Americans are once again taking flight; hoping beefed-up airport security will make the skies friendly again. The Federal Aviation Administration says airlines are flying 80 to 85% of their schedules prior to the terror attacks, but flights are only about 46% full. The picture is not so bleak for all air carriers.
News on Six reporter Tami Marler says airline travel has changed dramatically. Last year at this time, airlines carried about a million passengers a day - with twice the seating capacity as today. That means there are too many flights and too few passengers... and something's got to give. Passengers are slowly returning to the Tulsa International Airport to take to the skies.
Security measures may double their time at the airport, but most say that's why their confidence is returning. SkyWest passenger, Linda Wright, "I had a lot of misgivings about flying because I felt like the security wasn't really at as high a level as it should be, because before it seemed like you could just let anything fly. And now, I took my pointed nail file out, and they won't let you carry pocket knives." Another SkyWest passenger, Hugh West, "I left my pocket knife and my fingernail clippers and all that stuff at home, so I kind of already knew what to expect." "Now I feel like the security is heightened, and I know that as time goes on, it will get better." At a time when all of the major airlines are having massive cutbacks and layoffs, Sky West is starting a brand new route, filling an important niche, in an uncertain time.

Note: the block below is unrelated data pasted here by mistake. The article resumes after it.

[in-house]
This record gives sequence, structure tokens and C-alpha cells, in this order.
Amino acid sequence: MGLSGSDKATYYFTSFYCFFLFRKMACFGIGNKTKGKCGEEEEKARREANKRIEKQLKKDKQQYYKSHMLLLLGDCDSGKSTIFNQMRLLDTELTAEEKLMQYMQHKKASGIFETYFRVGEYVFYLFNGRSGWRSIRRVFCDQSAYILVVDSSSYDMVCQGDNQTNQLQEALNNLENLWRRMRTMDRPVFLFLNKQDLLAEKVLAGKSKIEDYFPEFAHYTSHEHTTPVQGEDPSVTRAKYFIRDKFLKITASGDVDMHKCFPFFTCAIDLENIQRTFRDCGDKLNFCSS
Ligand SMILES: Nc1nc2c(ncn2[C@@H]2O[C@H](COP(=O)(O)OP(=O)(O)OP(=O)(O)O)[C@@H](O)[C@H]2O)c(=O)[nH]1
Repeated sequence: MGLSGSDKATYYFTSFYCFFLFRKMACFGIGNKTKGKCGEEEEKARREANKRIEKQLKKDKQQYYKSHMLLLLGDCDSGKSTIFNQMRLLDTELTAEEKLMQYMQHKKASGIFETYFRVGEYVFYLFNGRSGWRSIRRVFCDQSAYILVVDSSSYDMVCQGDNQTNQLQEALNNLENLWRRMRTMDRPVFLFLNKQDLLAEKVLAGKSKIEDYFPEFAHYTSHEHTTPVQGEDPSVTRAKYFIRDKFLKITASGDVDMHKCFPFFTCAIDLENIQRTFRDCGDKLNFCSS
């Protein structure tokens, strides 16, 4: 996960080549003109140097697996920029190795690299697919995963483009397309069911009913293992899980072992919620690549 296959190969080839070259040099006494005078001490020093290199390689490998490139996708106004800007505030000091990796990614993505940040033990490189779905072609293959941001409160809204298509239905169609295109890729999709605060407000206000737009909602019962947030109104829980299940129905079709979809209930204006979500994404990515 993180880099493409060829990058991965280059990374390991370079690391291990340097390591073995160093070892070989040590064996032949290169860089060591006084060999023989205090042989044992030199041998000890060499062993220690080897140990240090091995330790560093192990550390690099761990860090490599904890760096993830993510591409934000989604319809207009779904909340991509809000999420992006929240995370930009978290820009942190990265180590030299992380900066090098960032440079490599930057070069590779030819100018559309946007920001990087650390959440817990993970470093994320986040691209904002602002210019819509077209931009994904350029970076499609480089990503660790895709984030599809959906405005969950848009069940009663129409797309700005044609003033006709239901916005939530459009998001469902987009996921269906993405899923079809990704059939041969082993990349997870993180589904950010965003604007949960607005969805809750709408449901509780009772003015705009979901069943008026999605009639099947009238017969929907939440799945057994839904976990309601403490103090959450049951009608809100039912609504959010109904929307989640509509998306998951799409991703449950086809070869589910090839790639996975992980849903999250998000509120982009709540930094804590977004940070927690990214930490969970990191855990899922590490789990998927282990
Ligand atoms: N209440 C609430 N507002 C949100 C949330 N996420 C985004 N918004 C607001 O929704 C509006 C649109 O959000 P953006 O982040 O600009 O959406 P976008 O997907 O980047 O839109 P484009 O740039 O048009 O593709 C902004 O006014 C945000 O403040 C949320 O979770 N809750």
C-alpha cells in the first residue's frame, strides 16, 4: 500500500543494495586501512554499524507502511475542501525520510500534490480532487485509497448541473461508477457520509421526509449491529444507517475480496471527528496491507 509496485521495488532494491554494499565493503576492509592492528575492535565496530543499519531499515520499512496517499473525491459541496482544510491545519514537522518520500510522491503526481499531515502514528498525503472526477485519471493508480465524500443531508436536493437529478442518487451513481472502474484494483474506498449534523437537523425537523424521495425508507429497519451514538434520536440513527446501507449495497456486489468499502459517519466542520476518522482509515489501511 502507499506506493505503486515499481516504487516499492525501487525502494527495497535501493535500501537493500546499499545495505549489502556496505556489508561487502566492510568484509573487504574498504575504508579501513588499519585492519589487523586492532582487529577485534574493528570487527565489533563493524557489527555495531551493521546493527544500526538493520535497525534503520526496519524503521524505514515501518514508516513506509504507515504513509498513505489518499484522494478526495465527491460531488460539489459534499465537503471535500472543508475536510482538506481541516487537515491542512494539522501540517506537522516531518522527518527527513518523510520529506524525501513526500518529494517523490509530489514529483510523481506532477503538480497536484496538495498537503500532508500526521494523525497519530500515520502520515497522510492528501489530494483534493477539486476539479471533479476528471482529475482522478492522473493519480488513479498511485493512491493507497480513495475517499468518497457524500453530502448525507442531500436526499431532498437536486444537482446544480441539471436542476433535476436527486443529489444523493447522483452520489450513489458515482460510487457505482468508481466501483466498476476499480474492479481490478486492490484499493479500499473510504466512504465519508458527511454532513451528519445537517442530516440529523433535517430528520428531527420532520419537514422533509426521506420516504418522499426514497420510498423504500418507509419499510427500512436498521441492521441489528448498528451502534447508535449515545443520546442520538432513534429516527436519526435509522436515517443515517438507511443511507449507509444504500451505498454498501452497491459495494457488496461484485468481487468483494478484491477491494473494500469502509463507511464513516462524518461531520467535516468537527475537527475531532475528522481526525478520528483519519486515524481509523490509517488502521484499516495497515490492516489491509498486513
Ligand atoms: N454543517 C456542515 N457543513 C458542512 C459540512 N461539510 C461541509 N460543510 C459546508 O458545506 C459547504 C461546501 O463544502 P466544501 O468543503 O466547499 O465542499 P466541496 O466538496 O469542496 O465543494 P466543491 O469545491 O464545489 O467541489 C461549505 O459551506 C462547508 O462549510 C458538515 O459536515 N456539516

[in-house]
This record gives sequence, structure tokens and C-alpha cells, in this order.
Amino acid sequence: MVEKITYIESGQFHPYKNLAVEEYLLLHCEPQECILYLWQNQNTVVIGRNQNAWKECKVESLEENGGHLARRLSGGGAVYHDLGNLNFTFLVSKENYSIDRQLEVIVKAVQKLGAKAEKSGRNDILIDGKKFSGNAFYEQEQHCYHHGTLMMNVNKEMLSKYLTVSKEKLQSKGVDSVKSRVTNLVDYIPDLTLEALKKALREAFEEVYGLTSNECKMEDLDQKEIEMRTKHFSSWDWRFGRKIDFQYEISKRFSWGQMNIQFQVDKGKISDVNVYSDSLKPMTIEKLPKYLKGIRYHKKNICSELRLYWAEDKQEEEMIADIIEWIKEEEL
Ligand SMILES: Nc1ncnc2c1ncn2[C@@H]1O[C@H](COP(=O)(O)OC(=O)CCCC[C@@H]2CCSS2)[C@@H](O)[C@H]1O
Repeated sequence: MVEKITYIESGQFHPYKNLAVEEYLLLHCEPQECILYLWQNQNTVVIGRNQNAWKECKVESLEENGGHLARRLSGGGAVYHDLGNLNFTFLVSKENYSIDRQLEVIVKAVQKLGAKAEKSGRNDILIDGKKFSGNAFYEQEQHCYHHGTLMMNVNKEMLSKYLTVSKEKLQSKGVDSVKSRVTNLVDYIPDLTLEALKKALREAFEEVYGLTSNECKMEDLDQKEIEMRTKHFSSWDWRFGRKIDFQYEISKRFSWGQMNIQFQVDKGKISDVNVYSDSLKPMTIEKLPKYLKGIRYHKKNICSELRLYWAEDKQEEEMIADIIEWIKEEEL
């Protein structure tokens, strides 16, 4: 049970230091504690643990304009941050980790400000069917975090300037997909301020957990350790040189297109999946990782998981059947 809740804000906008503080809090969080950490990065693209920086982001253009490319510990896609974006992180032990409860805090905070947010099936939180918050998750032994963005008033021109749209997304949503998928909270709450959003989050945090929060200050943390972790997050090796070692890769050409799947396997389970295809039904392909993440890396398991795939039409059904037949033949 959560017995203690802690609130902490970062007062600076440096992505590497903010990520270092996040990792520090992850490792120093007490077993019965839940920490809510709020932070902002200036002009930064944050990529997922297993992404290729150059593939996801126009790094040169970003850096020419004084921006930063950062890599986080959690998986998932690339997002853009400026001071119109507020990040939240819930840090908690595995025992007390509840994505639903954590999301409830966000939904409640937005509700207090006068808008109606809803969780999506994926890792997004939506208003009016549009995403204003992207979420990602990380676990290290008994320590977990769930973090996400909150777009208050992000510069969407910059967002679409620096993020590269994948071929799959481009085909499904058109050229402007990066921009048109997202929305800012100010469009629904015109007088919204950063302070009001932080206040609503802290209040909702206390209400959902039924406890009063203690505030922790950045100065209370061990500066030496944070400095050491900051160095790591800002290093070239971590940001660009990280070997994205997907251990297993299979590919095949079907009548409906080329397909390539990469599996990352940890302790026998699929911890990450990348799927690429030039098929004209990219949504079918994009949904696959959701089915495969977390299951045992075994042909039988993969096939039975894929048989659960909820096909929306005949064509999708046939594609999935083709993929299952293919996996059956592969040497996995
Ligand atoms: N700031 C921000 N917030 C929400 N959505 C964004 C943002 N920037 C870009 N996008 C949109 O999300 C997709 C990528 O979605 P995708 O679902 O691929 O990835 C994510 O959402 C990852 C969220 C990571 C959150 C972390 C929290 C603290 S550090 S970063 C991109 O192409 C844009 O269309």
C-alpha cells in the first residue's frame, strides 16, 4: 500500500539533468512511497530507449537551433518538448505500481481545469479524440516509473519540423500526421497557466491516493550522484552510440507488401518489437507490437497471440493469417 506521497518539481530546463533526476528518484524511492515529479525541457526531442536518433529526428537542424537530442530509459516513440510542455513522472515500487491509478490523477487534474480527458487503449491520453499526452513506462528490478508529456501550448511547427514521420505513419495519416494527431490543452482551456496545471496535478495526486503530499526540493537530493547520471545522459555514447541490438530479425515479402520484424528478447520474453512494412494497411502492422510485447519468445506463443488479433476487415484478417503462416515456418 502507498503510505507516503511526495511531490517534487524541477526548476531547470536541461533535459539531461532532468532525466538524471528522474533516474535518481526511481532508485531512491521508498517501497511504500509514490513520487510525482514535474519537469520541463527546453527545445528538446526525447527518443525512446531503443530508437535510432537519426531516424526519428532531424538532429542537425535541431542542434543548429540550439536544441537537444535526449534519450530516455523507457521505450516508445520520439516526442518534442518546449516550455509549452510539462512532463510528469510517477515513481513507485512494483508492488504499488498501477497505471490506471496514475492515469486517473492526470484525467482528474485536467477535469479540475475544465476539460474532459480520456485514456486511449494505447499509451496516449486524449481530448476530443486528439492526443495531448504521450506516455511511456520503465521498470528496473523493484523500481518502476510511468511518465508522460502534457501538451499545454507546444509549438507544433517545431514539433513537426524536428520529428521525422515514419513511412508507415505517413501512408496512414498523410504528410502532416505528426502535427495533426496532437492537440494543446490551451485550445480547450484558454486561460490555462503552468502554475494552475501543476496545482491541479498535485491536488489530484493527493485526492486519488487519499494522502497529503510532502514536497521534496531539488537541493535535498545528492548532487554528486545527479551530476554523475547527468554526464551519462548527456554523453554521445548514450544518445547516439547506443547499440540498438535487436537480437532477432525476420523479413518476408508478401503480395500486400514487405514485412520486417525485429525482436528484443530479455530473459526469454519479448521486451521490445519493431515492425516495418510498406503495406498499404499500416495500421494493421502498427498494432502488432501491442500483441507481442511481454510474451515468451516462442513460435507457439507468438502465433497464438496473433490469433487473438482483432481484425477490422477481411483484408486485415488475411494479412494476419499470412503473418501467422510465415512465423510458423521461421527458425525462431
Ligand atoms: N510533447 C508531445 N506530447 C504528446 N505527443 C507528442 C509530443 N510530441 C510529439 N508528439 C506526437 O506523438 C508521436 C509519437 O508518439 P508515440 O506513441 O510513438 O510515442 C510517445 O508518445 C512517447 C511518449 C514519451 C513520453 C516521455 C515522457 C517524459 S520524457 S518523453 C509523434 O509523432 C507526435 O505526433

Southwest Airlines is one of two major carriers that report no job cuts, and they say they're operating their normal schedule. Last week, Delta cut 13,000 positions, and reduced its flight schedule by 15%. They're filling in service with partners like SkyWest, keeping their passengers happy through this time of transition. Darren McCLish with SkyWest Airlines, "We work in conjunction with our major partners, in this case Delta Airlines, as a Delta connection. And together we decide where we're going to go. So if Delta wants us to be in a market and we can accommodate that, we go into that market."
Linda Wright, "I feel good about it. I'm happy about it. I've always flown Delta, and I really like Delta. So I'm basically a committed Delta flyer." A committed flyer with a renewed confidence in America's ability to take off in the face of adversity. The SkyWest maiden voyage to Salt Lake City took off at 12:30 Monday - with a full load, 50 passengers and three crewmembers.
At Tulsa International, Southwest and Great Plains airlines are back to 100% operations; while the rest of the majors are flying about 80% of their routes. Thatâ€™s according to the Tulsa Airport Authority.